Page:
Sunday, September 23, 2012
There was a child went forth every day,
And the first object he looked upon and received with wonder or pity or love or dread, that object he became.
And that object became part of him for the day or a certain part of the day....or for many years or stretching cycles of years.
The early lilacs became part of this child,
And grass, and white and red morning glories, and white and red clover, and the song of the phoebe-bird.
And the March-born lambs, and the sow's pink-faint litter, and the mare's foal, and the cow's calf, and the noisy brood of the barnyard or by the mire of the pondside.. and the fish suspending themselves so curiously below there.. and the beautiful curious liquid.. and the water-plants with their grateful flat heads.. all became part of him.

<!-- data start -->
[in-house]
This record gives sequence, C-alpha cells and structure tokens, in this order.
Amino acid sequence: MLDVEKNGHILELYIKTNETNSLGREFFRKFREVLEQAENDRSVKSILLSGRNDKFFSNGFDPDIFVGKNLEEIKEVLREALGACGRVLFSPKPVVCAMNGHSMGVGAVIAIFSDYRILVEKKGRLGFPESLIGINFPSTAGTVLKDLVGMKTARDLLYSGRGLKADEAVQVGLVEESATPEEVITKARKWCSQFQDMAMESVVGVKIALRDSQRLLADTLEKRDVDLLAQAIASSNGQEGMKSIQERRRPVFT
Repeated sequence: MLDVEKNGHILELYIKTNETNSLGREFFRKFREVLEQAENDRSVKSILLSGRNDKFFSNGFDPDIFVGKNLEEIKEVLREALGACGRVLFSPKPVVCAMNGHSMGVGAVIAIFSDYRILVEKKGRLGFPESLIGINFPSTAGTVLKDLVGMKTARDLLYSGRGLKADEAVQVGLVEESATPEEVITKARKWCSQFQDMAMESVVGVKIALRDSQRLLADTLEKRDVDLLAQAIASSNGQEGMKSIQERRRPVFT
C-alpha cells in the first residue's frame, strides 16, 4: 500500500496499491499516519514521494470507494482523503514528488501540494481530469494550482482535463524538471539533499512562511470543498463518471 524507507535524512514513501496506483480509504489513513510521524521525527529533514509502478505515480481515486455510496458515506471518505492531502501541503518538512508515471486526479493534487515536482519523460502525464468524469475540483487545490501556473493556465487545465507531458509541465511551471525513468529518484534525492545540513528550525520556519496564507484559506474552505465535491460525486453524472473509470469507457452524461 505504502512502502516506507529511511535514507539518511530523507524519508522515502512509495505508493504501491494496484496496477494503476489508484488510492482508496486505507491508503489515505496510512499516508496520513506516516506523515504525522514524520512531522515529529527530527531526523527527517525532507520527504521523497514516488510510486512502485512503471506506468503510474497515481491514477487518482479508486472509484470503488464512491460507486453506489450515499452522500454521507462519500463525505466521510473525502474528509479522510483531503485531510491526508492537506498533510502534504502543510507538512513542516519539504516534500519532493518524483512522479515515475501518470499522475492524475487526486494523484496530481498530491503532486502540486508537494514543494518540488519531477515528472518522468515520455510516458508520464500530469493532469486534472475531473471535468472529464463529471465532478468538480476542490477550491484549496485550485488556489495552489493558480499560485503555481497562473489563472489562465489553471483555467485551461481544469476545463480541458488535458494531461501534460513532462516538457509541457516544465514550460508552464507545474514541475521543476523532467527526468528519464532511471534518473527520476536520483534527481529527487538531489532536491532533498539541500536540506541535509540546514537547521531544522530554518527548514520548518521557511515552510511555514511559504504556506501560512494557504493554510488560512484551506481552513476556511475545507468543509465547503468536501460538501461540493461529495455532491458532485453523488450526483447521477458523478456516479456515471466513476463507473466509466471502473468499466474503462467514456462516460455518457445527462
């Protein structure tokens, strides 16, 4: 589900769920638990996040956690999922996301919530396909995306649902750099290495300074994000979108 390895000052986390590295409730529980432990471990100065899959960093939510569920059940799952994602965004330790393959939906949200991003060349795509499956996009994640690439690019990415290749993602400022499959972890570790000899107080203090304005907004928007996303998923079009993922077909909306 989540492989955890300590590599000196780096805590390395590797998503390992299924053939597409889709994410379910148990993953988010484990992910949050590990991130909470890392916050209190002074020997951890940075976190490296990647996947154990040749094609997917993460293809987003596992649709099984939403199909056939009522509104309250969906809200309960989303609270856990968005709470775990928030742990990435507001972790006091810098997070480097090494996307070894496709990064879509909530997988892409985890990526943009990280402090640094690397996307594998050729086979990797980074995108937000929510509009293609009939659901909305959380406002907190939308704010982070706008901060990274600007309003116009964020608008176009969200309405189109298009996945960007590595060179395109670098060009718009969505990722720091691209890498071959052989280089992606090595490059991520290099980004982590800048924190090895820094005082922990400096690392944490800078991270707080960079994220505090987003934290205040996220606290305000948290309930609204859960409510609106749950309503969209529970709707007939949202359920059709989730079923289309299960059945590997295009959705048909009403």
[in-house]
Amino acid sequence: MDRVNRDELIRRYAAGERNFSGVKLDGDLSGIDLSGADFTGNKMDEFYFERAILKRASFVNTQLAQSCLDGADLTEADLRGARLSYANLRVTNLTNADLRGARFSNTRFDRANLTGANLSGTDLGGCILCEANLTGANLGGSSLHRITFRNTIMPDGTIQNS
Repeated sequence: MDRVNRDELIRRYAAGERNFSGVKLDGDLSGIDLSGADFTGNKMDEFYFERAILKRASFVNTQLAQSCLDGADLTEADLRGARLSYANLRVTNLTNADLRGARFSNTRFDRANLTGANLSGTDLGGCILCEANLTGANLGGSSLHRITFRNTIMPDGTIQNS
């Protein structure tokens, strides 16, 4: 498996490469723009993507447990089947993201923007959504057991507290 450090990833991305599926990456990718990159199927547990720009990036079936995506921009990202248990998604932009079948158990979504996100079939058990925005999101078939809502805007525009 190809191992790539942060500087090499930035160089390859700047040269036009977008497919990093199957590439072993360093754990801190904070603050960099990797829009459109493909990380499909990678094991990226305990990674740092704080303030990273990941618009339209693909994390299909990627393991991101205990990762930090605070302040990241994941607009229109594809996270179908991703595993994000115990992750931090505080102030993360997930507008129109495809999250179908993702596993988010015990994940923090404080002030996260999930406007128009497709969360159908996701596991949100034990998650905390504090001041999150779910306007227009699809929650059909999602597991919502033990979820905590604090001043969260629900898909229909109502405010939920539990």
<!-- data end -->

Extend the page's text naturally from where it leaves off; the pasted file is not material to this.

And the field-sprouts of April and May became part of him....wintergrain sprouts, and those of the light-yellow corn, and of the esculent roots of the garden,
And the appletrees covered with blossoms, and the fruit afterward.... and woodberries.. and the commonest weeds by the road;
And the old drunkard staggering home from the outhouse of the tavern whence he had lately risen,
And the schoolmistress that passed on her way to the school.. and the friendly boys that passed.. and the quarrelsome boys.. and the tidy and freshcheeked girls.. and the barefoot negro boy and girl,
And all the changes of city and country wherever he went.
His own parents..he that had propelled the fatherstuff at night, and fathered him.. and she that conceived him in her womb and birthed him.... they gave this child more of themselves than that,
They gave him afterward every day.... they and of them became part of him.
~ Walt Whitman
excerpt from There was a Child Went Forth
art by Klimt